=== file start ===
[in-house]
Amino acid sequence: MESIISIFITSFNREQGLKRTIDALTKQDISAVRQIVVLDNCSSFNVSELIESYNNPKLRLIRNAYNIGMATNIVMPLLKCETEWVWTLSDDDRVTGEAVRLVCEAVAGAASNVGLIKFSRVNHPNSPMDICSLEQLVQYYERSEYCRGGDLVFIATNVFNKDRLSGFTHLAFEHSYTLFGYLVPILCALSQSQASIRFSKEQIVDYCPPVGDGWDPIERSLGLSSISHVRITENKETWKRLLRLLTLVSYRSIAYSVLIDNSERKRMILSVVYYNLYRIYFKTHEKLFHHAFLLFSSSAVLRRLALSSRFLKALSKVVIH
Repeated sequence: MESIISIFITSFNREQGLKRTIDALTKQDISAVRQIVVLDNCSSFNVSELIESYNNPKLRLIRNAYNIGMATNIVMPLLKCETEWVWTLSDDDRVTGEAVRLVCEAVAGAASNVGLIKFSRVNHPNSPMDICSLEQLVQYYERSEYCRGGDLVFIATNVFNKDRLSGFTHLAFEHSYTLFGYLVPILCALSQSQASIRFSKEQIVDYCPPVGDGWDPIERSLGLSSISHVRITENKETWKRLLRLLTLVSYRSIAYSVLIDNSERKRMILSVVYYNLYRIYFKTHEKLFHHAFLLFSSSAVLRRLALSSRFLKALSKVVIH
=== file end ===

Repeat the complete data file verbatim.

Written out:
[in-house]
Amino acid sequence: MESIISIFITSFNREQGLKRTIDALTKQDISAVRQIVVLDNCSSFNVSELIESYNNPKLRLIRNAYNIGMATNIVMPLLKCETEWVWTLSDDDRVTGEAVRLVCEAVAGAASNVGLIKFSRVNHPNSPMDICSLEQLVQYYERSEYCRGGDLVFIATNVFNKDRLSGFTHLAFEHSYTLFGYLVPILCALSQSQASIRFSKEQIVDYCPPVGDGWDPIERSLGLSSISHVRITENKETWKRLLRLLTLVSYRSIAYSVLIDNSERKRMILSVVYYNLYRIYFKTHEKLFHHAFLLFSSSAVLRRLALSSRFLKALSKVVIH
Repeated sequence: MESIISIFITSFNREQGLKRTIDALTKQDISAVRQIVVLDNCSSFNVSELIESYNNPKLRLIRNAYNIGMATNIVMPLLKCETEWVWTLSDDDRVTGEAVRLVCEAVAGAASNVGLIKFSRVNHPNSPMDICSLEQLVQYYERSEYCRGGDLVFIATNVFNKDRLSGFTHLAFEHSYTLFGYLVPILCALSQSQASIRFSKEQIVDYCPPVGDGWDPIERSLGLSSISHVRITENKETWKRLLRLLTLVSYRSIAYSVLIDNSERKRMILSVVYYNLYRIYFKTHEKLFHHAFLLFSSSAVLRRLALSSRFLKALSKVVIH